U.K. Students Play Bulgakov in English at MKhAT

Jan 14, 2011 — 00:00
Students visiting Moscow from London’s Central School of Speech and Drama will perform “Black Snow,” based on a Bulgakov story, on Friday.

British students will perform “Black Snow,” a play based on the writings of Mikhail Bulgakov, at the Moscow Art Theater School on Friday.

Students from London’s Central School of Speech and Drama will perform the play, adapted by U.S. playwright Keith Reddin, for the second time in two days after originally performing it in London last November.

The play is based on “A Dead Man’s Memoir” by Bulgakov. The semi-autobiographical book satirizes life in the world of theater. It was written in 1936-37 but never finished.

“The adaptation has a really good mix of comedy and seriousness and really captures the feel of the book,” says Bruce Wooding, head of professional and community development at the school.

The play follows the character Sergei Maxudov as his novel about the Russian Revolution is published and then staged in the fictitious Independent Theater of Moscow.

The Independent Theater of Moscow is clearly based on the Moscow Art Theater, or MKhAT, founded by Konstantin Stanislavsky and where he developed his actor training system. Stanislavsky was Bulgakov’s sometime friend, and Bulgakov makes several jabs at Stanislavsky in the play.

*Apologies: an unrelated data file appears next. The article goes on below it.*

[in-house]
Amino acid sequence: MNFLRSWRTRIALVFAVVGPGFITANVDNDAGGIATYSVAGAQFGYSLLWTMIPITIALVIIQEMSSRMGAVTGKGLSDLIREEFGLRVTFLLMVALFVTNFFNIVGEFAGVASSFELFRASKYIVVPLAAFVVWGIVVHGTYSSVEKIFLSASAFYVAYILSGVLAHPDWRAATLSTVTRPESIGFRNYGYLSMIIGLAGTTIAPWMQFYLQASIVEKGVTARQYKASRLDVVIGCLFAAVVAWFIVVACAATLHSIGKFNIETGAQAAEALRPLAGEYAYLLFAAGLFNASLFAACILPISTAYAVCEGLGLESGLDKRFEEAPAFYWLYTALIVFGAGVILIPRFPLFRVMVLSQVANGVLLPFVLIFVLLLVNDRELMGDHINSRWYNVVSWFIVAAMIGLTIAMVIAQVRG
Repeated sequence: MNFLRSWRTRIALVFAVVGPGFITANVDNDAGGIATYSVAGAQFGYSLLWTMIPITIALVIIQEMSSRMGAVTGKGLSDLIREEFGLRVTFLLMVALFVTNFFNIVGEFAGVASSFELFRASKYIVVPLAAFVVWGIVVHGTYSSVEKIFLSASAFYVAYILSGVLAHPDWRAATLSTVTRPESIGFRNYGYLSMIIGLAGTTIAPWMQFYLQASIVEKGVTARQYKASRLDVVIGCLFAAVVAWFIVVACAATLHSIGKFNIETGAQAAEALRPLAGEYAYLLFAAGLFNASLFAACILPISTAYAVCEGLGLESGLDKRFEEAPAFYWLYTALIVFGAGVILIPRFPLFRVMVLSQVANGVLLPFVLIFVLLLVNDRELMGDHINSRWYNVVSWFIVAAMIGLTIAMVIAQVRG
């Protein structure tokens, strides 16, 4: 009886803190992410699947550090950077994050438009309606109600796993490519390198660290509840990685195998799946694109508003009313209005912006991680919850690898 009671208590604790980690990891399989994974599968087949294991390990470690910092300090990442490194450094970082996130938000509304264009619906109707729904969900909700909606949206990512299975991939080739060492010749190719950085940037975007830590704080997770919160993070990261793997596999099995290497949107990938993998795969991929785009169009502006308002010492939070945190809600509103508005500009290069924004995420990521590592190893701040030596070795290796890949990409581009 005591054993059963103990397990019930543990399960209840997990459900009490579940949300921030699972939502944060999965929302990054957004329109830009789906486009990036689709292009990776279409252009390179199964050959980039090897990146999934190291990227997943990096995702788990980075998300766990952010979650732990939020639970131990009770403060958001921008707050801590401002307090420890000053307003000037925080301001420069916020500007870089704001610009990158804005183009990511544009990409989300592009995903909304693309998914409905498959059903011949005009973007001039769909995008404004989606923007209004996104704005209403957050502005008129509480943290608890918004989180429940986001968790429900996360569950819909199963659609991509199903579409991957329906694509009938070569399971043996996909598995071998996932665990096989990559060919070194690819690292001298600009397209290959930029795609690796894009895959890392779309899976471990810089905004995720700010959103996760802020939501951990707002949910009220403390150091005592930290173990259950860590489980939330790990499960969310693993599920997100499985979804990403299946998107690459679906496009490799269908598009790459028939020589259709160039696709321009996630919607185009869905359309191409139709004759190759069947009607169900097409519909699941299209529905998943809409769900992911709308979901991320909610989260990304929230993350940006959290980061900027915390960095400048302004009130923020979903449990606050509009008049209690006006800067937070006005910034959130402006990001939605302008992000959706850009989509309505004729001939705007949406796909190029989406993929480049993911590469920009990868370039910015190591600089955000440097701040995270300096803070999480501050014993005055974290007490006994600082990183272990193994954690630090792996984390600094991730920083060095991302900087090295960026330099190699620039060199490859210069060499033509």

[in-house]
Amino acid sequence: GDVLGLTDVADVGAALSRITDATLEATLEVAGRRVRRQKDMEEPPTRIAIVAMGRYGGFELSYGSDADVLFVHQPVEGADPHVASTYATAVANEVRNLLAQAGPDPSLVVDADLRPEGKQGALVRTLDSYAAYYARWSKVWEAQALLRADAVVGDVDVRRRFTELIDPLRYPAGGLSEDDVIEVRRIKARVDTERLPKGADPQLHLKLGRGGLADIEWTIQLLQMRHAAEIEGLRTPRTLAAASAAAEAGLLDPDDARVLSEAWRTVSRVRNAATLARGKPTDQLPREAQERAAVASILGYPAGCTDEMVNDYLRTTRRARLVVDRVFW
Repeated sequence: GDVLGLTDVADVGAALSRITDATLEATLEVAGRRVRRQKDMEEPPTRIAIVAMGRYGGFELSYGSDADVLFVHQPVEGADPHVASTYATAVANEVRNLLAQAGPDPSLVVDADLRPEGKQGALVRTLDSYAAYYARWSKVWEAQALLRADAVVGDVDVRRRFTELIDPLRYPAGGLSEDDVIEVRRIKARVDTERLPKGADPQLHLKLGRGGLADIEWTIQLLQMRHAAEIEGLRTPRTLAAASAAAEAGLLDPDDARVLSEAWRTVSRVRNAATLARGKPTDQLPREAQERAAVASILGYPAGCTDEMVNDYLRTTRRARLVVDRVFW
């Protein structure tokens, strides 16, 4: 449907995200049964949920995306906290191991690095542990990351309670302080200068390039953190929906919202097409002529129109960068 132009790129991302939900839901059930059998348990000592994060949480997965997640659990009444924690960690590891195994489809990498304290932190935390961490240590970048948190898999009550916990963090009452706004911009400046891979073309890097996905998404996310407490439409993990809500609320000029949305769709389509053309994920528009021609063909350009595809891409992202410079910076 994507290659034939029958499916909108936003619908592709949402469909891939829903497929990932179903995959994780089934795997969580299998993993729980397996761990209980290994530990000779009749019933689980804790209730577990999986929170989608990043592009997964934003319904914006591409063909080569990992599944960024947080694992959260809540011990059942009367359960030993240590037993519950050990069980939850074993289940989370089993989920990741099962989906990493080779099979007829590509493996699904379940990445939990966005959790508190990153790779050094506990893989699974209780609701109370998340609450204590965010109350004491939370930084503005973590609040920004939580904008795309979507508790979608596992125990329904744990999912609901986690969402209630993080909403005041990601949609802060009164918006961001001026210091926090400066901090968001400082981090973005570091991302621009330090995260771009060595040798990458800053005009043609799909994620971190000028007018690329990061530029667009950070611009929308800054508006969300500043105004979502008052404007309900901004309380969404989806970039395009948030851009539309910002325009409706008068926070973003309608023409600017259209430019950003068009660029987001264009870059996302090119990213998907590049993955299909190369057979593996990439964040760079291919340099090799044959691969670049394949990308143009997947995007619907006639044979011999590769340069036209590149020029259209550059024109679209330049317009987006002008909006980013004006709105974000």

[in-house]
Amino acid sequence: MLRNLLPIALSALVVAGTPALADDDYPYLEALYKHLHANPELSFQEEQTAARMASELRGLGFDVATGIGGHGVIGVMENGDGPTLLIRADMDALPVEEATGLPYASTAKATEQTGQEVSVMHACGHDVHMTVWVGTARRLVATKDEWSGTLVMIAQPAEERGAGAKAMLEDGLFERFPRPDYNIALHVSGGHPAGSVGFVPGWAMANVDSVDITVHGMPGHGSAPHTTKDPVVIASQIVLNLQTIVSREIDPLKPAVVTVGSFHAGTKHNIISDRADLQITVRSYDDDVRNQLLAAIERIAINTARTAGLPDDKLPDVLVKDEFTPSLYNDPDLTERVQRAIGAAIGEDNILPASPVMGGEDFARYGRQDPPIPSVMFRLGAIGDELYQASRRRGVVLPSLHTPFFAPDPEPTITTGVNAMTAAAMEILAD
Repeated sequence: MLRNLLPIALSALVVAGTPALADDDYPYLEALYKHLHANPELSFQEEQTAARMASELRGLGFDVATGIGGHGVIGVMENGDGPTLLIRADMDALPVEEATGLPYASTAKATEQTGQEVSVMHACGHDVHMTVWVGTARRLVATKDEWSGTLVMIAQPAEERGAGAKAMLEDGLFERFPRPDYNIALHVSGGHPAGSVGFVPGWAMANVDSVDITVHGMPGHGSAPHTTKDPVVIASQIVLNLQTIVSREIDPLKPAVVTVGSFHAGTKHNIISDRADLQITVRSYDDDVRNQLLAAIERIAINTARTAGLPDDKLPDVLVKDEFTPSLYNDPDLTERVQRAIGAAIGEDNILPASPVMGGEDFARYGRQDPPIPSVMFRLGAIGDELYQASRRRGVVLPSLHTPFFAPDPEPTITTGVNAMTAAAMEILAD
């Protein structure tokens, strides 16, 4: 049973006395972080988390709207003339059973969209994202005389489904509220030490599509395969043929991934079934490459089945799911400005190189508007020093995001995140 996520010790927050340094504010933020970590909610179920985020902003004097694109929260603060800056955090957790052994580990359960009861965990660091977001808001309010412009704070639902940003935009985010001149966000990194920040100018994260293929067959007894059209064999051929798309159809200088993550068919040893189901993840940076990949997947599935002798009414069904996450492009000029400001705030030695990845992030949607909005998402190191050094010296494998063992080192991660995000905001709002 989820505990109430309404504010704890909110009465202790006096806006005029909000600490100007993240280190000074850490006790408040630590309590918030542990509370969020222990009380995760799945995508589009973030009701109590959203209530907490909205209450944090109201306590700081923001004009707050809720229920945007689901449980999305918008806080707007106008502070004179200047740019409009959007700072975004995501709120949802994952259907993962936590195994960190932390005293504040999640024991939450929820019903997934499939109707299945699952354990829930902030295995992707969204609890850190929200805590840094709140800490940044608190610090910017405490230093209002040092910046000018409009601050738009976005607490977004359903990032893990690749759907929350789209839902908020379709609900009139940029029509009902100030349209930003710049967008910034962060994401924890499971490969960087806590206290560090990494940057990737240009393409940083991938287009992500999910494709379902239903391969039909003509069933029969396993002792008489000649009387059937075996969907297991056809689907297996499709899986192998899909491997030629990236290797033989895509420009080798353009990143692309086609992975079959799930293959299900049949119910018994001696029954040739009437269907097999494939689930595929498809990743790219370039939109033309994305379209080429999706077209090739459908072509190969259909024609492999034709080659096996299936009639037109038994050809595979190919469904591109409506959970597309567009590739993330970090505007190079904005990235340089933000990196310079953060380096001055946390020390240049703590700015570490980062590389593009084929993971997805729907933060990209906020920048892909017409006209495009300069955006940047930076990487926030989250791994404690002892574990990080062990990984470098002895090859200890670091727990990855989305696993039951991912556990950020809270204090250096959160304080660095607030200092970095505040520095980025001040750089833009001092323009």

Bulgakov, whose writings were censored in the late 1930s, famously wrote to Stanislavsky and to Stalin himself, begging to be given work at the theater — if not as a director, even as the most lowly stagehand — or be allowed to emigrate. He did then work at MKhAT, apparently after receiving a personal phone call from Stalin, but his relationship with MKhAT deteriorated in the years leading up to his death in 1940, and the satire in the play reflects this relationship.

The Central School of Speech and Drama takes students to study acting at the Moscow Art Theater School every year, but this is the first time they have brought a play with them.

The crew consists of students from the school’s musical theater and theater practice courses, and there is much excitement at performing at the home of modern theater.

Stanislavsky’s system is “still key to English actor training, particularly his psychophysical method,” Wooding said.

“Any actor in the world would love to perform at the Moscow Art Theater School. Usually it is the works of the Royal Shakespeare Company or the National Theater to go to Moscow,” said Kadiff Kirwan, who plays 3 characters in the play.

”Since ‘Black Snow’ is about staging a play in the Moscow Art Theater, going there and doing exactly that should be a wonderful, if surreal, experience,” said set designer Farbod Gorjian.

“Black Snow” runs Fri. at 7 p.m. in English at the Moscow Art Theater School, 6 Tverskaya Ulitsa, Bldg. 7. Metro Teatralnaya, Chekhovskaya. Tel. 629-3936, mhatschool.theatre.ru.